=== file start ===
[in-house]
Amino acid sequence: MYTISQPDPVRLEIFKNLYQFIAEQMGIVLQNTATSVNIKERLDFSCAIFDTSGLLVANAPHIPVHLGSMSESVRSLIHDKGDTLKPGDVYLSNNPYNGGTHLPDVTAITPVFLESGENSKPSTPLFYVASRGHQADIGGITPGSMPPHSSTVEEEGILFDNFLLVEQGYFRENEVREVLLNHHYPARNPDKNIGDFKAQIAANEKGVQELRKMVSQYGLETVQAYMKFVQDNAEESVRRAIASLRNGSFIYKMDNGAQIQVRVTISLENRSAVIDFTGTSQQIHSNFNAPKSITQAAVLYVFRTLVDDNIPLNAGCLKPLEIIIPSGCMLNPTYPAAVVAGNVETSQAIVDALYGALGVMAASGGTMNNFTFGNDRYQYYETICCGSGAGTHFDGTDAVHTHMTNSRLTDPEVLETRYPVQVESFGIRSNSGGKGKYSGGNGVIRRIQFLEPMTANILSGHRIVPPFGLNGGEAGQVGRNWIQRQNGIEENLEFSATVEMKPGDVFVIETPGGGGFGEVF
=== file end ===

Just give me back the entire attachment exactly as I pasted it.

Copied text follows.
[in-house]
Amino acid sequence: MYTISQPDPVRLEIFKNLYQFIAEQMGIVLQNTATSVNIKERLDFSCAIFDTSGLLVANAPHIPVHLGSMSESVRSLIHDKGDTLKPGDVYLSNNPYNGGTHLPDVTAITPVFLESGENSKPSTPLFYVASRGHQADIGGITPGSMPPHSSTVEEEGILFDNFLLVEQGYFRENEVREVLLNHHYPARNPDKNIGDFKAQIAANEKGVQELRKMVSQYGLETVQAYMKFVQDNAEESVRRAIASLRNGSFIYKMDNGAQIQVRVTISLENRSAVIDFTGTSQQIHSNFNAPKSITQAAVLYVFRTLVDDNIPLNAGCLKPLEIIIPSGCMLNPTYPAAVVAGNVETSQAIVDALYGALGVMAASGGTMNNFTFGNDRYQYYETICCGSGAGTHFDGTDAVHTHMTNSRLTDPEVLETRYPVQVESFGIRSNSGGKGKYSGGNGVIRRIQFLEPMTANILSGHRIVPPFGLNGGEAGQVGRNWIQRQNGIEENLEFSATVEMKPGDVFVIETPGGGGFGEVF